Sunday, February 26th, I stood naked in a large dark hotel room, at the JW Marriott Ihilani Ko Olina Resort in Oahu. I’d just arrived on the island that morning, spent the day with a cousin and her husband who live in Honolulu, visited Kailua beach, then traveled across the island to check into my hotel as dark clouds began to downpour. The heavy rain was rare but welcome here. For me, it eased the transition from Portland winter to tropical island warmth.
I opened the sliding balcony shudders which spanned the length of my room, then the balcony doors. The comfortably humid air somehow explained my decision to disrobe. Behind me were two queen sized beds, an office desk, entertainment center, armchair, then spacious separate bathroom: altogether, larger than my studio apartment in Southeast Portland. I had arranged my few humble belongings and hung dress shirts on one side of the double closet to prepare myself for the week. Tomorrow would begin three days of business meetings, obligatory dinners, and late night schmoozing over cocktails.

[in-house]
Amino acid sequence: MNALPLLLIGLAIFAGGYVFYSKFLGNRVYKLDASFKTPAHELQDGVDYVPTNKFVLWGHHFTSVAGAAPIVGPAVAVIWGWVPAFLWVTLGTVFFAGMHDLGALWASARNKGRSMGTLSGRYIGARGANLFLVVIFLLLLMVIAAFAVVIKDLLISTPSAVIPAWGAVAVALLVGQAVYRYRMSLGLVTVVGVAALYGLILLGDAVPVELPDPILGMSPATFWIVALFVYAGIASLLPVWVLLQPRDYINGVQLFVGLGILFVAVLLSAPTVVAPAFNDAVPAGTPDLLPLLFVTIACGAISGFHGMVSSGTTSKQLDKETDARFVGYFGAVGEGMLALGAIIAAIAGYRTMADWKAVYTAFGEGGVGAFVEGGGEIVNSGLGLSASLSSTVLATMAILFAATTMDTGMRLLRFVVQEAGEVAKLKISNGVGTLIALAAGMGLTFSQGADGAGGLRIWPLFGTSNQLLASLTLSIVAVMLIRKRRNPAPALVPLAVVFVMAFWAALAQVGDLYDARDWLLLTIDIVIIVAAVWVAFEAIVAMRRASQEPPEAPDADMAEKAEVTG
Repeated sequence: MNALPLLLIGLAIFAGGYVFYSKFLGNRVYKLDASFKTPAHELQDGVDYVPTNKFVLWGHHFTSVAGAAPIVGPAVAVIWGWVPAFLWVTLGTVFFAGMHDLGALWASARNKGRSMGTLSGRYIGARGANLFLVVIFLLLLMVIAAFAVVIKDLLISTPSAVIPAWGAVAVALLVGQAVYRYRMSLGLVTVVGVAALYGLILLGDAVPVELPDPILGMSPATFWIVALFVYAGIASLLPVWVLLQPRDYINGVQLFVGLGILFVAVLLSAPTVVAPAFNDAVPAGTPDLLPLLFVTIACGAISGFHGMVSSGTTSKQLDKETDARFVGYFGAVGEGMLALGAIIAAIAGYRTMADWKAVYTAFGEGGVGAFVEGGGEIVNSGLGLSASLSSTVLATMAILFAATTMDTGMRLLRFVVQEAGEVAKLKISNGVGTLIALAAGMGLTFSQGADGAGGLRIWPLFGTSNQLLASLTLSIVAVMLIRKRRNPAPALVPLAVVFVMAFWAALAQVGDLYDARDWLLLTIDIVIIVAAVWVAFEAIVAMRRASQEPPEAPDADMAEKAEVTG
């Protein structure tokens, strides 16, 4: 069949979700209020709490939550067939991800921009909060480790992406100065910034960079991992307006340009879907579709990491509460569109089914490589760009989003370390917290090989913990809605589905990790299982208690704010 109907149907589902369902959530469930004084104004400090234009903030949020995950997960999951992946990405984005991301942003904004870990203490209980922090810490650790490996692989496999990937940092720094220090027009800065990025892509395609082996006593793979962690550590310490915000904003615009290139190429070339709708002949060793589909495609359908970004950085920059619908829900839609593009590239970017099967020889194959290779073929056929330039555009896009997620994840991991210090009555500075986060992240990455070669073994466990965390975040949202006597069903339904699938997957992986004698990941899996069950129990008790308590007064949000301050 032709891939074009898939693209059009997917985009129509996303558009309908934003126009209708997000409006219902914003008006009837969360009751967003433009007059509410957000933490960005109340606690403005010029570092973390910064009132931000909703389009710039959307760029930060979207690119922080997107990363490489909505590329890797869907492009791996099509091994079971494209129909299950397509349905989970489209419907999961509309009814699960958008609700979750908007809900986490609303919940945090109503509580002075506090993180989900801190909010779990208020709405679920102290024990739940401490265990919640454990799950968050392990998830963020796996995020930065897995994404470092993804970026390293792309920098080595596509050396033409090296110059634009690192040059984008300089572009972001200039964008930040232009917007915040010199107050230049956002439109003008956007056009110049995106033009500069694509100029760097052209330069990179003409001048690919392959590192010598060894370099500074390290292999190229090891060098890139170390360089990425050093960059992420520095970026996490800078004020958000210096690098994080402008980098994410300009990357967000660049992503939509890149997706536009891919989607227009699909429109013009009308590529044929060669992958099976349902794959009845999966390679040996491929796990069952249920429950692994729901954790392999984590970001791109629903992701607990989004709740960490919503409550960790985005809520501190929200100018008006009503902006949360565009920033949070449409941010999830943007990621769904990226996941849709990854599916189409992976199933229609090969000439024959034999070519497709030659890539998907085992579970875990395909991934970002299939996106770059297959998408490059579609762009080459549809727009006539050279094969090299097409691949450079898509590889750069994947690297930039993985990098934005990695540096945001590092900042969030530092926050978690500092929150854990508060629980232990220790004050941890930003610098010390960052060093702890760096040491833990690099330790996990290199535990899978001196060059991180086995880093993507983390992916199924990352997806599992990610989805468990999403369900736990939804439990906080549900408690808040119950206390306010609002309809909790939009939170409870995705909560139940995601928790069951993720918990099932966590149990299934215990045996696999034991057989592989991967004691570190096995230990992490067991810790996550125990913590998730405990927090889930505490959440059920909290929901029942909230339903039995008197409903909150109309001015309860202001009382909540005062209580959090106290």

My balcony overlooked the Pacific Ocean to the left, facing northwest. To the right, due north, I could hear but not see the theatrics of a luau through a thick of tress. Drums and a loudspeaker gave me the impression of a tourist trap where fat white people ate and drank to excess while they gawked at performers of mixed ethnicity mimicking traditions not necessarily their own.
From my sixth story room, I felt distant from the world below, new to me but less than exotic. After one becomes accustomed to travel, few sights and spectacles offer otherness, especially attractions groomed for tourists and business conferences. I heightened my appreciation for the moment by beholding my nakedness in a too large room, then gazing into the evening sky. The sun had set. Over ocean waves, I found Jupiter then Venus. Last night, the two aligned with Mercury (hidden below the horizon) and now waited to form a triangle with the crescent moon.
Just then, as if responding to the promise of planetary alignment, a tiny blue butterfly flit from the darkness beyond my balcony to float only a few feet in front of me. How and why had a butterfly flown to this height? It hung there, as if to catch my attention, then faltered to return to the ponds filled with black starfish below.
I obeyed what felt like a beckoning, put on clothes, and left my room to find my way to the resort grounds below. Disoriented at first, it took me a moment—passing an outdoor pool and restaurant patio—to find the landscaped pond I’d seen from above. I looked up to where I believed my room to be, then all around in search of a butterfly.
Continue reading “The Tall Tale Boy, Part I – “A Herring Heart””